A writer discovers herself in the coldest place on Earth
Writer Gretchen Legler had dreamed of traveling to Antarctica to experience the scientifically lush yet barren land. A National ScienceFoundation program for writers brought her there, and in the world's coldest place, she found a desolate landscape, stark isolation—and, unexpectedly, love.
"I thought what I would be doing was a sort of immersion journalism/nonfiction reporting thing. But a couple of things happened," says Legler, an associate professor at the University of Maine.
What happened was Legler met a woman there, Ruth, who is now her partner. When she arrived in Antarctica, Legler was fresh off a failed relationship with a woman and was not anticipating a new one beginning at McMurdo Station, Antarctica's largest community. With her life taking such a turn, she began to rethink her purpose on the South Pole.
"I realized that one of the things that was always missing from the Antarctic explorers' narrative was the personal," she says. "It seemed dishonest to write about this experience and not include everything that happened to me."
Over the course of the 17 essays in On the Ice (Milkweed, $15.95), Legler, 45, mixes details of her trip with the deeply personal. Much of the book deals with the realities of living at the bottom of the world—how to heat buildings, store food and keep warm in weather that includes 70-below temperatures and wind speeds of 80 miles per hour—but Legler captures the community there as well. A gallows humor runs through the populace: The bathroom graffiti tends toward poetry, such as Tennyson's "...Come, my friends, 'tis not too late to seek a newer world," or "Polar exploration is at once the cleanest and most isolated way of having a bad time which had been devised."
Legler dove into her season on the ice, literally. She leapt naked into the world's coldest ocean; made a solo, subzero hike across the ice; and rode in an ice boat and watched scientists haul slimy gobs of possibly unknown creatures out of the sea. Each incident is tied back to Legler's own journey in a charming, self-conscious way. Often referring to Thoreau's work and his connection to the land, Legler explores how this cold, strange place affected her. "I walked around and around and around the world, my steps creaking in the dry hard snow. I'd never felt so riveted in place, so exactly located, so precisely in one spot, and everywhere at once," she writes.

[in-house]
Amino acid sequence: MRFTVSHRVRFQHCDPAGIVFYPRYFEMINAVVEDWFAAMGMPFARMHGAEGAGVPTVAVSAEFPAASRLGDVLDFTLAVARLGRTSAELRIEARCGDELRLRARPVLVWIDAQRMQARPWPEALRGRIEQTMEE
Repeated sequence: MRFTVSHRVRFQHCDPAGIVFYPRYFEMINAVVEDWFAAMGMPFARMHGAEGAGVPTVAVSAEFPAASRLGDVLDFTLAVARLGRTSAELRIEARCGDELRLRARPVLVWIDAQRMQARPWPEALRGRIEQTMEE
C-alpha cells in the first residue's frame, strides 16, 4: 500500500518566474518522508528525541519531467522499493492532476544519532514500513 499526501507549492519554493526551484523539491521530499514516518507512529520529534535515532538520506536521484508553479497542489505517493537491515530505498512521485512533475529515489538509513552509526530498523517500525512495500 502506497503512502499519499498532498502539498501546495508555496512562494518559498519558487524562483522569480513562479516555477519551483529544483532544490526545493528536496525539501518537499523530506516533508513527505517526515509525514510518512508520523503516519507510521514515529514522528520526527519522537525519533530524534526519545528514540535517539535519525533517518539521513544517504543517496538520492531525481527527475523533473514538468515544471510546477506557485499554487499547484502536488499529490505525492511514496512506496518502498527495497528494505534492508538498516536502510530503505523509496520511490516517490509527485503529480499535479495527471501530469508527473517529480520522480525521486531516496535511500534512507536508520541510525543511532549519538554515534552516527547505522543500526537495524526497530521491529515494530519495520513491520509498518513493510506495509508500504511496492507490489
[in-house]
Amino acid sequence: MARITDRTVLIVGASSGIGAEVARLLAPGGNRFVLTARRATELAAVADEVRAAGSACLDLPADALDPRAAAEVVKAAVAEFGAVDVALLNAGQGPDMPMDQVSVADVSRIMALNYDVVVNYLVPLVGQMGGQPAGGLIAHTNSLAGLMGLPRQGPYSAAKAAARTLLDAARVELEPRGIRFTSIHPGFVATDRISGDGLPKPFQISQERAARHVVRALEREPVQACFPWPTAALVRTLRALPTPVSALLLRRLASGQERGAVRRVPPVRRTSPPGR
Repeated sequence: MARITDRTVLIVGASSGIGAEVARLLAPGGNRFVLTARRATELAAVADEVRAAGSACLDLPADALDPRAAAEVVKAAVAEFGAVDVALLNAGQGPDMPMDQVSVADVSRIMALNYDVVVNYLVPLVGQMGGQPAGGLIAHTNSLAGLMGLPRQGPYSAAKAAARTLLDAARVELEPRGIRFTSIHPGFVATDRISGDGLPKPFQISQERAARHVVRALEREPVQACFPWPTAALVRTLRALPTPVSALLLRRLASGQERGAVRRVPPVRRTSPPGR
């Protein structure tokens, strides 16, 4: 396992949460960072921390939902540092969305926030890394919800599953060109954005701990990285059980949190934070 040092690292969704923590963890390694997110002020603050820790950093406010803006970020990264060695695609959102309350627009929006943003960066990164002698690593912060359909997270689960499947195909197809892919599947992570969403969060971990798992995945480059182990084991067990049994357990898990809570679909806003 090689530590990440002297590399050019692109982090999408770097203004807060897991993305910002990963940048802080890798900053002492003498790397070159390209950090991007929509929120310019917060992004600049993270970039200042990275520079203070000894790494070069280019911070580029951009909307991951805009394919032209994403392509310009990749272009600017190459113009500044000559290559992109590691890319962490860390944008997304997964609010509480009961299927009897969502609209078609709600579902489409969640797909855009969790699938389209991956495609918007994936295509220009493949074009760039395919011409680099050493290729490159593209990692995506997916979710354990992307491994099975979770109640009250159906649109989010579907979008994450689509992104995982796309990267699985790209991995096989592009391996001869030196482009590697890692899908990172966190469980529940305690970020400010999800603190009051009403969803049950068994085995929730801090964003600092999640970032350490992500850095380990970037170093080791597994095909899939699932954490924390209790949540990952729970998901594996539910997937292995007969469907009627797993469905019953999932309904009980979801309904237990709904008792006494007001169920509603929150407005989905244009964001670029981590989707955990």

For Legler, straying from the traditional journalistic travel writing to the memoir form was an important departure. The workforce in Antarctica is 40 percent female, but women were not allowed on the continent until 1970. Subsequently, the feminine voice has been absent from Antarctica narratives, which began in 1902 when English explorer Robert Falcon Scott set off on his famous doomed mission to reach the South Pole. Scott's hut, Discovery, still stands, and is within an easy walk ofMcMurdo Station.
The hut is a catalyst for Ice's evocative second chapter, Two Huts. Legler details her trip to Discovery and recounts what befell the men who resided there for five months.
"The little details, like boxes of oatmeal or penguin carcasses—all that stuff," she says in a phone interview. "It was eerie and kind of like entering a haunted house."
Through all that Scott's men endured, their journals and letters betray little of their personal feelings. Legler, on the other hand, strove to forge that bond between the land, the experience, and the person: "I wanted to be part of a new tradition of really interesting writing about Antarctica that isn't just about penguins and ice," she says.
Many return from their time on the ice with less than they came with, realizing their material possessions only burden them. Legler was one of the lucky ones who left behind her indecision and loneliness and brought back love. "We were both hungry to give love, ready to lavish upon each other what we hadn't been able to spend in the past," she writes about her relationship with Ruth. "And we were both shocked and startled at the ease of the exchange."
Legler chills out at Women and Children First Thursday 26.